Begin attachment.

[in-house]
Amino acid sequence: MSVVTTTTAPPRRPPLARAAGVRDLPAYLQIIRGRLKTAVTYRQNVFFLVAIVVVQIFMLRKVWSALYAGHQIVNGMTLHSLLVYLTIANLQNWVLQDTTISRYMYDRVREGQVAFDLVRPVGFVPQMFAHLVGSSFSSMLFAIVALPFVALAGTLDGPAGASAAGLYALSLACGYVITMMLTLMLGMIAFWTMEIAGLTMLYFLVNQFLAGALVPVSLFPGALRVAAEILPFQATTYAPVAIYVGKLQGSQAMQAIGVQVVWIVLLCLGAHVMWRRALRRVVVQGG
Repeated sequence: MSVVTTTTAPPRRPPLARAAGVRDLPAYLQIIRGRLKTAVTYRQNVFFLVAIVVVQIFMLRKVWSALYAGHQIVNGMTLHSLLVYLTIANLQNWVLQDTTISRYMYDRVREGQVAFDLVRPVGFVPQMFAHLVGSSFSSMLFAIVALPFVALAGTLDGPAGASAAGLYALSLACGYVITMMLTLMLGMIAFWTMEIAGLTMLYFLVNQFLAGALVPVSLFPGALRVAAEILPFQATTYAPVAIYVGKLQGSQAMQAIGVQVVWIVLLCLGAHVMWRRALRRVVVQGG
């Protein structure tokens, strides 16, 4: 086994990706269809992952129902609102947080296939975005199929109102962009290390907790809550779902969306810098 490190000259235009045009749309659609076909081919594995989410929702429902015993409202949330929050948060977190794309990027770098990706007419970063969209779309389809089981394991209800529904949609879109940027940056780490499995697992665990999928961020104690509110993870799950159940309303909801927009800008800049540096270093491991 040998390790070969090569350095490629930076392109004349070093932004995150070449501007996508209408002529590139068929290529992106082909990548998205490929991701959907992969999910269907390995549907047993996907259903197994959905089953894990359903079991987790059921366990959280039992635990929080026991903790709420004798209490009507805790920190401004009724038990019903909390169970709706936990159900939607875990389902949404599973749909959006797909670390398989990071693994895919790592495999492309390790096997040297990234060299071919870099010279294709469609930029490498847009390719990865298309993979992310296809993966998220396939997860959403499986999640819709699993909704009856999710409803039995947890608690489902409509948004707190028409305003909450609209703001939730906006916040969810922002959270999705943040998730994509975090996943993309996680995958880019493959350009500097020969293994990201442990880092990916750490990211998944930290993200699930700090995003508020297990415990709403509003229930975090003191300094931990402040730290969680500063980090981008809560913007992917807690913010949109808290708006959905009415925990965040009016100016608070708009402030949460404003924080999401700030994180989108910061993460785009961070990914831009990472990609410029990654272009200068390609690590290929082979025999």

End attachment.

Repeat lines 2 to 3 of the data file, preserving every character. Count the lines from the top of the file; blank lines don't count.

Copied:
Amino acid sequence: MSVVTTTTAPPRRPPLARAAGVRDLPAYLQIIRGRLKTAVTYRQNVFFLVAIVVVQIFMLRKVWSALYAGHQIVNGMTLHSLLVYLTIANLQNWVLQDTTISRYMYDRVREGQVAFDLVRPVGFVPQMFAHLVGSSFSSMLFAIVALPFVALAGTLDGPAGASAAGLYALSLACGYVITMMLTLMLGMIAFWTMEIAGLTMLYFLVNQFLAGALVPVSLFPGALRVAAEILPFQATTYAPVAIYVGKLQGSQAMQAIGVQVVWIVLLCLGAHVMWRRALRRVVVQGG
Repeated sequence: MSVVTTTTAPPRRPPLARAAGVRDLPAYLQIIRGRLKTAVTYRQNVFFLVAIVVVQIFMLRKVWSALYAGHQIVNGMTLHSLLVYLTIANLQNWVLQDTTISRYMYDRVREGQVAFDLVRPVGFVPQMFAHLVGSSFSSMLFAIVALPFVALAGTLDGPAGASAAGLYALSLACGYVITMMLTLMLGMIAFWTMEIAGLTMLYFLVNQFLAGALVPVSLFPGALRVAAEILPFQATTYAPVAIYVGKLQGSQAMQAIGVQVVWIVLLCLGAHVMWRRALRRVVVQGG